This book has a good premise that is poorly executed. Journalist Barbara Ehrenreich set out to uncover what it's like to be part of the working class poor in America. With her masters degree and a chunk of "just-in-case" money she goes "undercover," taking jobs that pay only $6 or $7 an hour and writes about how she gets by. The first fourth of the book I was intrigued, but it quickly went down hill.
To start, there is a big difference between pretending to be poor, knowing you will return to your enjoyable life in a few months, than actually being poor. Ehrenreich never actually discusses this discrepancy, nor does she acknowledge the fact that she doesn't struggle with many barriers that actual poor people do. More often than not, there is a reason behind someone's poverty, whether that reason be lack of education, addiction, lack of resources, language barriers, mental disabilities; the list goes on. Ehrenreich never really has a problem finding a job, no matter how low paying, but she doesn't talk about the fact that her ability to speak well, or the fact that she has means to a shower everyday and a dentist anytime she needs, might just have helped her get said job so quickly. There are many people who aren't so lucky.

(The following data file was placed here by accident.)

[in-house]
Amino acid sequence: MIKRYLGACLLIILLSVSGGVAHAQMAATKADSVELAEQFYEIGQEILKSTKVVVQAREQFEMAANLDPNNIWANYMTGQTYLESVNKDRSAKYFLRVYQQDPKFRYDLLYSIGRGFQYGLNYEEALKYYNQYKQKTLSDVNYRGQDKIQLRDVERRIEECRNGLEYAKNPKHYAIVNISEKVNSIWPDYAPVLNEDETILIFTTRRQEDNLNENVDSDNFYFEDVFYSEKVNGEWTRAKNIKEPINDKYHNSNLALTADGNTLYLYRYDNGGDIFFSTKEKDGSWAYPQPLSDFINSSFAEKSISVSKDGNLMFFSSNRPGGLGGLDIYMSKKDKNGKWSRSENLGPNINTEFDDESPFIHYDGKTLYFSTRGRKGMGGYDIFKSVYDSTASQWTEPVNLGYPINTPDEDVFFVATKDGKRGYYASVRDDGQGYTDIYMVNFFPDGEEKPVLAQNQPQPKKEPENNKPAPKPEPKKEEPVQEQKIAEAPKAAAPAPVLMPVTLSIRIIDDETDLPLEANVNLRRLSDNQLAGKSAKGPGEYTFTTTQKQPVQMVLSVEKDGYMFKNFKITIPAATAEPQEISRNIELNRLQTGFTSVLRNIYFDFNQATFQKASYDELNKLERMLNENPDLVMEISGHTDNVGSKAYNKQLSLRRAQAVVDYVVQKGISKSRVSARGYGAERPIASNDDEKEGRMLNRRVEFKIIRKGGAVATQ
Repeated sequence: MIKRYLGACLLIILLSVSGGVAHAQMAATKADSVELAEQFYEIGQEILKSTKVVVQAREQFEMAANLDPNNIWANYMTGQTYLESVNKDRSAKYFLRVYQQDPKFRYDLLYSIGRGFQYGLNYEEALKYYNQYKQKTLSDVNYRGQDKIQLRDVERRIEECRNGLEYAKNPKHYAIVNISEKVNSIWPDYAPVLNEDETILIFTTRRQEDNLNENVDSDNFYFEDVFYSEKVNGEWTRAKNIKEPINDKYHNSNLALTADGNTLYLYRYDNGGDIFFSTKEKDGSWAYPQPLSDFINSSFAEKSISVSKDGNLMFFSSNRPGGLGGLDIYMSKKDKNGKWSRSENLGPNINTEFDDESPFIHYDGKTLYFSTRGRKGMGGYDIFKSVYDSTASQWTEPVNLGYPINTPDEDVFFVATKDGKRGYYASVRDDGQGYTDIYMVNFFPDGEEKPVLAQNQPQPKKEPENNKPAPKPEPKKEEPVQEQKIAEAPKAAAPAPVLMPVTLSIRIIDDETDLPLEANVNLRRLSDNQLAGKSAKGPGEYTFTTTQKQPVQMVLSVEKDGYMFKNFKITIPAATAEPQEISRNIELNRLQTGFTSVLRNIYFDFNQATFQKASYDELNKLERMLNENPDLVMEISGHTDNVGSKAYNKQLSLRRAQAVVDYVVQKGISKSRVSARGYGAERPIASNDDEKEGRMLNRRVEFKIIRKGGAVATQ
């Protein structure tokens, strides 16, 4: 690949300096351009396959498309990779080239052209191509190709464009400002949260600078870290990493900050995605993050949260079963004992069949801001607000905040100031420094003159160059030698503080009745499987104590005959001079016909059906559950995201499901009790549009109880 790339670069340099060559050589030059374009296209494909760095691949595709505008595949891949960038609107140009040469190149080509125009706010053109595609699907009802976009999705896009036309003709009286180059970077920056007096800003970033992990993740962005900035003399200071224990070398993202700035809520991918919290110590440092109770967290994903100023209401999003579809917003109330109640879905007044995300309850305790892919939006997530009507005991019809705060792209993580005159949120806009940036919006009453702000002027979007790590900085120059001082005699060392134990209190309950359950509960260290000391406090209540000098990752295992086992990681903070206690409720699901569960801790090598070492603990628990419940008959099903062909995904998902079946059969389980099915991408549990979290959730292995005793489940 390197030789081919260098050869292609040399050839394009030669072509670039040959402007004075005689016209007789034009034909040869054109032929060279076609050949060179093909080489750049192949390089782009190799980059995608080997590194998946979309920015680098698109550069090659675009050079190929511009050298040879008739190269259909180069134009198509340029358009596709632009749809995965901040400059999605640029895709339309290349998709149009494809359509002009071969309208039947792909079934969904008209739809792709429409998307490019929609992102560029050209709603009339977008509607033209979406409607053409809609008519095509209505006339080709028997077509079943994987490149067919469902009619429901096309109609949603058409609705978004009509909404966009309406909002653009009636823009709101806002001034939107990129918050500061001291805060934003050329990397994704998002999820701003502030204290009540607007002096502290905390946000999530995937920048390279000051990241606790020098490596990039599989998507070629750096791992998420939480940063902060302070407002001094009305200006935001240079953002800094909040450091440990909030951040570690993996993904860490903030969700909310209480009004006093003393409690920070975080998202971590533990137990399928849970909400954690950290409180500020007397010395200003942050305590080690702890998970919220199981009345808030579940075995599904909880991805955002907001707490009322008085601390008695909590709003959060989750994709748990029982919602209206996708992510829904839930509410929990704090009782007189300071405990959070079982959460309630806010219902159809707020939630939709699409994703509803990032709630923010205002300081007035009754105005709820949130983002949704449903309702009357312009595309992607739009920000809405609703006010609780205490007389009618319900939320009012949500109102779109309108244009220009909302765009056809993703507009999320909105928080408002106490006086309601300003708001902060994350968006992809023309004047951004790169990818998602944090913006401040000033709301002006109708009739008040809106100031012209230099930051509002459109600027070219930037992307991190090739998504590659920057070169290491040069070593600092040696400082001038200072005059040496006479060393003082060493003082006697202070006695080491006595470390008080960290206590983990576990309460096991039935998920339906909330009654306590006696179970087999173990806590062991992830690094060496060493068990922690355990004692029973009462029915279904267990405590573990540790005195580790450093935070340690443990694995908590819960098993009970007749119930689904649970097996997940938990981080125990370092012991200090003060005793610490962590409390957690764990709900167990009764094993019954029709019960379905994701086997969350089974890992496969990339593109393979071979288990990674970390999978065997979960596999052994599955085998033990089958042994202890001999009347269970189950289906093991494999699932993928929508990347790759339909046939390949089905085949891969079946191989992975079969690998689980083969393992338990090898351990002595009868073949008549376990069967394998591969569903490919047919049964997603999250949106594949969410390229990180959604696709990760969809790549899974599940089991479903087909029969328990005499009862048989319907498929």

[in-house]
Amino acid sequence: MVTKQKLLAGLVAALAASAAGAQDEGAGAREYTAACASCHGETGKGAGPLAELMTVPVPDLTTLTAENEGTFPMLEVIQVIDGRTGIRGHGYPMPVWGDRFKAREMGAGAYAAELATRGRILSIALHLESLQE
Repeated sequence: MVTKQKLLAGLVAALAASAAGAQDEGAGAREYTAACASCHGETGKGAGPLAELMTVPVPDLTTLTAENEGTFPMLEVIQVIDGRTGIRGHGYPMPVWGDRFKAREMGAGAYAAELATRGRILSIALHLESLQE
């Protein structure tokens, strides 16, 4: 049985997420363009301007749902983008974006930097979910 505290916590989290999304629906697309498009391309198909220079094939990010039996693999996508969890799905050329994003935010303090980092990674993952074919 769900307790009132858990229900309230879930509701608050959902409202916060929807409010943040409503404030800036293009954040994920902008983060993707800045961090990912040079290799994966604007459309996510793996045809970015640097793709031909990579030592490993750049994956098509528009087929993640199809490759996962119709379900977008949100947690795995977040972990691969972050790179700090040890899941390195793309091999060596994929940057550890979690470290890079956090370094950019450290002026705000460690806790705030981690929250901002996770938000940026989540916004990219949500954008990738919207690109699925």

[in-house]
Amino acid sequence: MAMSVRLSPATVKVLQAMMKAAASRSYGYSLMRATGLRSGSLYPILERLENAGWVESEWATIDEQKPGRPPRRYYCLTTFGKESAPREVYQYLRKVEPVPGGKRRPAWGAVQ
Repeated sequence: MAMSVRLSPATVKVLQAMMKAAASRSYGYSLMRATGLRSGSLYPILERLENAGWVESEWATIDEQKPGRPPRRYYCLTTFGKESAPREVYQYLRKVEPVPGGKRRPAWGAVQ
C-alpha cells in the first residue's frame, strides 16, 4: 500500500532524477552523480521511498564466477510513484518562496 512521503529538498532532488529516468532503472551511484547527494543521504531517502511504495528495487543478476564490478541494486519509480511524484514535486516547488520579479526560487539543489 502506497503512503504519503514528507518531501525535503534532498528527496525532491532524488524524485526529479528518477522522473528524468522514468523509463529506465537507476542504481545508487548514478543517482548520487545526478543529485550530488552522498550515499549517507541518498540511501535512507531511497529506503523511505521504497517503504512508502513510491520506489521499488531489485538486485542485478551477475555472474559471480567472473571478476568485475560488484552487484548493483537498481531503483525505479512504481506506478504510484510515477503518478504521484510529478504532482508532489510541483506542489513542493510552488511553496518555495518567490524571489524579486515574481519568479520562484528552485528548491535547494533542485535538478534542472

The book also reeked of haughtiness. Many times Ehrenreich questioned why no one realized she had a masters, or even asked her about it, implying an innate link between education and intelligence; implying that those with no education are not intelligent because you know, she was different from everyone else. She was smarter because she had a higher education and used to eat frisee salads for lunch, you guys. How could no one notice she didn't belong? How could they not figure her out? This attitude of hers got old fast.
Finally, to top it all of, after she tells her coworkers - you know, those people who actually are poor - that SURPRISE, she's really a journalist who will be returning to her comfortable life - she couldn't believe their reaction wasn't greater! Why weren't they floored? Why didn't they worry about more than who would have to cover her shift until they hired someone else? Moreover, she didn't even consider the fact that writing about how hard it is to be poor, from the perspective of a well-off, pretentious individual, might be somewhat offensive to these women who are struggling to get by. It's almost as if she's saying "Sorry your life sucks, but at least it's well articulated in this new book I wrote about you that will be published soon. Peace."
I mean come on! There are so many things wrong with this book.
Publisher: Owl Books, 2001